Dragon Inn Club – Award Winning Sichuan Cuisine!
May 22, 2018
If you love Chinese food and want to eat it in a super stylish setting, look no further than the Dragon Inn Club.
Hidden away in an unassuming south London street between Victoria and Pimlico, this Sichuan restaurant – which won this year’s Best Newcomer at The Golden Chopsticks Awards – is an unexpected surprise.
From the outside, much like a member’s club, it doesn’t look much – but once you step in off the street, you’re in for a treat.
Upstairs is a casual dining area where you can sample noodles, dim sum and street food style dishes.. But as we were led downstairs to our table, we were amazed at the size of the restaurant.
The theme is 8th century China, and its dark wood, bamboo and red lighting décor are meant to recreate the journey of the Silk Road – the ancient trade route linking China with the West.
There is a choice of restaurant or private booth seating, and as we walked through the ‘Temple Room’ we saw guests enjoying hot-pots – a Dragon Inn Club speciality of cooking ingredients in a pot of stock at the table, which are £35 each for a minimum of two people.
As well as the A La Carte menu, there are also set menu options priced at £35, £45 or £55 a head for three courses.
Greeted with a glass of fizz – said to go very well with Chinese food – we were eager to try the Sichuan dishes on the menu, which can be very spicy as the heat comes from dried chillies. Feeling daring and having never tried them before, I opted for the frogs legs as a starter which turned out to be delicious – and it’s true they do taste like chicken.
This was followed by prawn ravioli, which was so yummy we ended up using our fingers as we couldn’t pick them up with our chopsticks quick enough.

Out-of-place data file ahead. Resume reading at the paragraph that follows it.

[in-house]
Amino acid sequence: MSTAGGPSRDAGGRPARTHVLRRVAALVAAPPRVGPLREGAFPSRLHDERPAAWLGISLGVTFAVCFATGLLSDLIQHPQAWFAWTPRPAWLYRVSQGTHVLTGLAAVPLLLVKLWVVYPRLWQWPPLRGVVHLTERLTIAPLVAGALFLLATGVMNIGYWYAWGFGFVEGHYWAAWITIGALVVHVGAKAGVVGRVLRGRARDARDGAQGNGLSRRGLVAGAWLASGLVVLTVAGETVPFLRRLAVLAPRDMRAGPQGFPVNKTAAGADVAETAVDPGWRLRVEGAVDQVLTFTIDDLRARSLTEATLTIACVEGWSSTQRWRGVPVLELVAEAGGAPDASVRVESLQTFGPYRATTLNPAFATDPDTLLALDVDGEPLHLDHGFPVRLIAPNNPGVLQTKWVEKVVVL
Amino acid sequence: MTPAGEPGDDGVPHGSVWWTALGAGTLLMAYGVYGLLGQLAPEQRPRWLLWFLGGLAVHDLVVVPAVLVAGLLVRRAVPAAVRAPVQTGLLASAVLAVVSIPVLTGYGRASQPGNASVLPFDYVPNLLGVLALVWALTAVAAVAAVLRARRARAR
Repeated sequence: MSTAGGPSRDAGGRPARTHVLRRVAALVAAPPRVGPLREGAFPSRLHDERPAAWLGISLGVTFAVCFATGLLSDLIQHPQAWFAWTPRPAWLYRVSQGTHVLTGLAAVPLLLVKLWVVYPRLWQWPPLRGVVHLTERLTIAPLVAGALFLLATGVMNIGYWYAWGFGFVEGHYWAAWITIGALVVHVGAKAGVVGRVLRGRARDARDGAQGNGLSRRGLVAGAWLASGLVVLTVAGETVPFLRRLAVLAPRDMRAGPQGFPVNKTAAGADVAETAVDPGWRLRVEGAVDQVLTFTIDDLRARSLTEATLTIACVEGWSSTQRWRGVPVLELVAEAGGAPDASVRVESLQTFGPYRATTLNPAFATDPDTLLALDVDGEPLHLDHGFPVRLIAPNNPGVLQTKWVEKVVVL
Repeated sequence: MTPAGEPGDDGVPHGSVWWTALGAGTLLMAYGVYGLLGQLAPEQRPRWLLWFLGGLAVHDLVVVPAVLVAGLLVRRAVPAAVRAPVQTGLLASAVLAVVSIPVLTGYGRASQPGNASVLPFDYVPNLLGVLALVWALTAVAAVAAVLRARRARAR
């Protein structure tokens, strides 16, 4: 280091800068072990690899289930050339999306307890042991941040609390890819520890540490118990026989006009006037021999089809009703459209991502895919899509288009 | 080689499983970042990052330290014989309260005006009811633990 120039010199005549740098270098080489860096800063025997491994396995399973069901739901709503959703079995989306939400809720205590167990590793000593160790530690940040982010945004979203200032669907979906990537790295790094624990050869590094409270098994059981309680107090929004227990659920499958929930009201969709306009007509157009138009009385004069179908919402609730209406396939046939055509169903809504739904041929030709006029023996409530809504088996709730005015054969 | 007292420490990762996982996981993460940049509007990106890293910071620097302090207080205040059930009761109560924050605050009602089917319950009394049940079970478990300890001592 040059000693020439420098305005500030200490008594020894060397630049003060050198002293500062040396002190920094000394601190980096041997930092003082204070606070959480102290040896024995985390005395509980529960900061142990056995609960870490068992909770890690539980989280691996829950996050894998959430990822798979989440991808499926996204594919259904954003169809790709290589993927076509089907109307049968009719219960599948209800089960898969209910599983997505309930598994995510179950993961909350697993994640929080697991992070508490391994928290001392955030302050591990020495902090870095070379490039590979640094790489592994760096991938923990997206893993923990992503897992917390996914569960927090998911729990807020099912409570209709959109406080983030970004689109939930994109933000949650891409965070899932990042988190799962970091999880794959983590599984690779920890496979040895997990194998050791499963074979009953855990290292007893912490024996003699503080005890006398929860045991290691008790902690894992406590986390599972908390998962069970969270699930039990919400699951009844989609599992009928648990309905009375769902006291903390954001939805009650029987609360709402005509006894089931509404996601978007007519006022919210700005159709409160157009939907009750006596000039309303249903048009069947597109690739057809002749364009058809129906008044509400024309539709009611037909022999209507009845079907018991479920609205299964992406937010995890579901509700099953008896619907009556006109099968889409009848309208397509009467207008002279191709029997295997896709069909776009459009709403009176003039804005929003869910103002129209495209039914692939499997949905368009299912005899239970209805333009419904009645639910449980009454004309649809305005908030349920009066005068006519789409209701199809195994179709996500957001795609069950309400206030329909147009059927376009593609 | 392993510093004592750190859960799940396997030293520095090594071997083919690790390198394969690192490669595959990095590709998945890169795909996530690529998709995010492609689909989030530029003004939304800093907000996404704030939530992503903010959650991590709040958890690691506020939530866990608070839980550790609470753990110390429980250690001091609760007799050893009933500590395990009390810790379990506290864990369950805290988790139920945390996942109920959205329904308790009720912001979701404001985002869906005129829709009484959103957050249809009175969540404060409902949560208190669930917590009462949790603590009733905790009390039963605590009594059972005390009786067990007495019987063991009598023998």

We tried the tofu starter, which is served with ‘century egg’ – an egg which is popular in China – dark inside as it has been preserved for months. I preferred the egg to the tofu as it kept breaking up as I tried to pick it up – but that could just be down to my chopstick skills!
Battling on without a knife and fork, the signature French corn-fed chicken slices in Sichuan oil was next. It’s served cold which I was unsure about at first, but I was pleasantly surprised.
The Sichuan style dried chilli chicken, which reminded me of popcorn chicken but much more upmarket, was our last starter – and this is where things began to get spicy.
Our mouths were cooled down with a Cha-cha melon salad, before going on to the main course – a whole grilled sea bass pot (£45) served as a sharing dish with a side of noodles. I’d never eaten anything quite like it before, and despite having to have the odd break as I’d eaten too much chilli, it melted in your mouth.
I wouldn’t normally order dessert in a Chinese restaurant – and I was pretty full by this point – but when the waiter started to flambé bananas at the table, which he then served with a huge dollop of chocolate ice cream, it would have been rude not to eat it!
My friend and I left the restaurant happy, having received exceptional service and both of us in agreement we would definitely be coming back.
Written by Luxuria Lifestyle UK’s Katie Wilson